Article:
Appellate harmless error review, an early twentieth-century innovation prompted by concerns of efficiency and finality, had been confined to non-constitutional trial errors until forty years ago, when the Supreme Court extended the harmless error rule to trial errors of constitutional proportion. Even as criminal procedural protections were expanded in the latter half of the twentieth century, the harmless error rule operated to dilute the effect of many of these constitutional guarantees - the right to jury trial being no exception. However, while a tradeoff between important process values and the Constitution's protection of individual rights is inherent in the harmless error rule, recent applications of appellate harmless error review to certain jury-related constitutional errors have exceeded the scope of the initial compromise. Highlighting the current trend of application of appellate harmless error review to jury verdicts based on fewer than all of the required elements of a charged offense, this Article maintains that the Supreme Court's willingness to sacrifice individual criminal defendants' jury trial and due process rights at the altar of efficiency and finality has subverted the constitutional function of the jury itself, and has undermined the jury's institutional role. The Article calls for the constitutional recognition of the jury's core institutional interests, and argues for the inclusion of certain jury-related constitutional errors in the category of those structural errors not susceptible to appellate harmless error review.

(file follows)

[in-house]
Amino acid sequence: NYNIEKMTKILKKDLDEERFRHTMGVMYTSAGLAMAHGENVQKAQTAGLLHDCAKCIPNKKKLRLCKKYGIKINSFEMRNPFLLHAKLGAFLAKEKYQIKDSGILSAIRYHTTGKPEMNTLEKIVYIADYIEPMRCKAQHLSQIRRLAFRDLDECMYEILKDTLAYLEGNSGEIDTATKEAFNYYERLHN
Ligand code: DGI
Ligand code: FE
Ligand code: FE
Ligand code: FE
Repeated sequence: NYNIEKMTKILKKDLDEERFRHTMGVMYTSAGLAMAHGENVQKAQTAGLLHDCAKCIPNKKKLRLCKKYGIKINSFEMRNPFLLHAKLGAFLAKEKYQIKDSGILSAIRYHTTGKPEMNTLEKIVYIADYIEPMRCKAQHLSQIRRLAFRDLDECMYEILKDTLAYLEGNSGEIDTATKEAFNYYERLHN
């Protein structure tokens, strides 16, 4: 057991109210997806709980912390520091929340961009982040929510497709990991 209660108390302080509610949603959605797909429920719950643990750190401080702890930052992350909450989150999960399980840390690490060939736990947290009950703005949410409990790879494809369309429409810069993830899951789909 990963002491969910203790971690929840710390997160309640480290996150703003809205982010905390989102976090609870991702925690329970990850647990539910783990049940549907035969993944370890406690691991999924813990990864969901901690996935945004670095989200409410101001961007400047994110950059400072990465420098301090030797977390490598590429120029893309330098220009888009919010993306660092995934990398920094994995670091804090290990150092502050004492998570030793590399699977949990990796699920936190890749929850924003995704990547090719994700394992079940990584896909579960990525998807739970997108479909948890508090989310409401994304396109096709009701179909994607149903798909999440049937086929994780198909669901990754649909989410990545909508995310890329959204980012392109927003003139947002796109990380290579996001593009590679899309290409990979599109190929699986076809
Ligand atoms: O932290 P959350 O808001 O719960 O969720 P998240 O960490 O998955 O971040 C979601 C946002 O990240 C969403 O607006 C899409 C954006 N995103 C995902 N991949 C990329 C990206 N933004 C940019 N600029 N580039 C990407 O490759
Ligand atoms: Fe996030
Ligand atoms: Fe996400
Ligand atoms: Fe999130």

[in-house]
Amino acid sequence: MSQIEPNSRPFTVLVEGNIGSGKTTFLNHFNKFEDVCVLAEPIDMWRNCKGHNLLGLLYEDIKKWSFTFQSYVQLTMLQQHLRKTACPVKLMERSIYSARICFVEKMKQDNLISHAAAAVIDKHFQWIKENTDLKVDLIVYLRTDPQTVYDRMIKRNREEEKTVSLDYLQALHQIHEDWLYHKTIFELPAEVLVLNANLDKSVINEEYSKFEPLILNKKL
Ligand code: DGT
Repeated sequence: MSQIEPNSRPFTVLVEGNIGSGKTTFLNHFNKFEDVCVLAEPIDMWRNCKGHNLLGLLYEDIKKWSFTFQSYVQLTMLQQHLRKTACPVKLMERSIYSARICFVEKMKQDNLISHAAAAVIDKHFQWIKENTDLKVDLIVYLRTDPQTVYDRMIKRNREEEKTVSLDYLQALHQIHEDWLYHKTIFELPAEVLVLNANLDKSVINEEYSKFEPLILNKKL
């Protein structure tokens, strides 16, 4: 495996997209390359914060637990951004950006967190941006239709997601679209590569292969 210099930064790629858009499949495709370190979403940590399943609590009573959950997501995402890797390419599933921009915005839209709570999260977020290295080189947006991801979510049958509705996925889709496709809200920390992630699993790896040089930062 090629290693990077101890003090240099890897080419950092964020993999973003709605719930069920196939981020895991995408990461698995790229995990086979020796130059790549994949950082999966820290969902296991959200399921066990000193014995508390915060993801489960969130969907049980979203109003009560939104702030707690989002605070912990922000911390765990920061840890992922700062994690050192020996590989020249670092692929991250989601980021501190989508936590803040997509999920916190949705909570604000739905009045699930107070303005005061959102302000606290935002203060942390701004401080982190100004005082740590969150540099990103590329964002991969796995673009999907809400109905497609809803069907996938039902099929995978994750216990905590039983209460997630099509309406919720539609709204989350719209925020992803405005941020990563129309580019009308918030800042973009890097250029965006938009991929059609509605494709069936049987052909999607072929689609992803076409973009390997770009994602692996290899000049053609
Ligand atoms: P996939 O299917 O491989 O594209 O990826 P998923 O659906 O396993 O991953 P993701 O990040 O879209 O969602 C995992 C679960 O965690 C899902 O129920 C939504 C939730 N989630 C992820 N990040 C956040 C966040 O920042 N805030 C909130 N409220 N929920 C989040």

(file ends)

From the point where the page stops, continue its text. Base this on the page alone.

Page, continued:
GW Paper Series
GWU Law School Public Law Research Paper No. 403; GWU Legal Studies Research Paper No. 403
Roger Fairfax, Harmless Constitutional Error and the Institutional Significance of the Jury, 76 Fordham L. Rev. 2027 (2008).